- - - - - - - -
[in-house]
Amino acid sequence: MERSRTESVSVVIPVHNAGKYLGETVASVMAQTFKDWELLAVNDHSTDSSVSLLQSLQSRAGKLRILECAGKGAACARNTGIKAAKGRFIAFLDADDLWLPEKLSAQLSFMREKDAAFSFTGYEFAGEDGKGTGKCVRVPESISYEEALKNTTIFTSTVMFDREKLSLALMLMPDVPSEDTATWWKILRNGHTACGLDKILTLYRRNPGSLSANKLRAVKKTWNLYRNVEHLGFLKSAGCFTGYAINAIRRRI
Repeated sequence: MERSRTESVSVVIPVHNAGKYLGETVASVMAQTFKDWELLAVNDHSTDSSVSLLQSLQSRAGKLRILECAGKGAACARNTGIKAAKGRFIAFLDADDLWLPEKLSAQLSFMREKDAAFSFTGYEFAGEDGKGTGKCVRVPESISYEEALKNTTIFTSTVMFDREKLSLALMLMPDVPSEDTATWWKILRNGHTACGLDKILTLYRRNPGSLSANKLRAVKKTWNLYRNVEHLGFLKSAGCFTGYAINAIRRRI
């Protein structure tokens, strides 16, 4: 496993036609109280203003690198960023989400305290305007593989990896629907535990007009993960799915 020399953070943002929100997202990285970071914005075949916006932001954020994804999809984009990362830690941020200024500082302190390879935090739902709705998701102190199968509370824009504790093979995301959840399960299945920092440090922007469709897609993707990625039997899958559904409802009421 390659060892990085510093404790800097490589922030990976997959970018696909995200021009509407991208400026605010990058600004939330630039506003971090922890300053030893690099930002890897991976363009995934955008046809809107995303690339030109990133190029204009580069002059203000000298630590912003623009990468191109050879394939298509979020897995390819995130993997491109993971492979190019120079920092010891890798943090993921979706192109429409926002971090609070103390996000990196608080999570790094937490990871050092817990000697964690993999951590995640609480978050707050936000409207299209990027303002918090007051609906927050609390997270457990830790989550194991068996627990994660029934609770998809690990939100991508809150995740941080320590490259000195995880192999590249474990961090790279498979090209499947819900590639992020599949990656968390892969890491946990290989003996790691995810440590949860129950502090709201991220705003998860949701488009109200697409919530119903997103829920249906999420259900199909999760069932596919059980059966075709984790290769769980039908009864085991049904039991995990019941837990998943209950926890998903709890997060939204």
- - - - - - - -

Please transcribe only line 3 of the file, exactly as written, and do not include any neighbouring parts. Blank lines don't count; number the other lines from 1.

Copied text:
Repeated sequence: MERSRTESVSVVIPVHNAGKYLGETVASVMAQTFKDWELLAVNDHSTDSSVSLLQSLQSRAGKLRILECAGKGAACARNTGIKAAKGRFIAFLDADDLWLPEKLSAQLSFMREKDAAFSFTGYEFAGEDGKGTGKCVRVPESISYEEALKNTTIFTSTVMFDREKLSLALMLMPDVPSEDTATWWKILRNGHTACGLDKILTLYRRNPGSLSANKLRAVKKTWNLYRNVEHLGFLKSAGCFTGYAINAIRRRI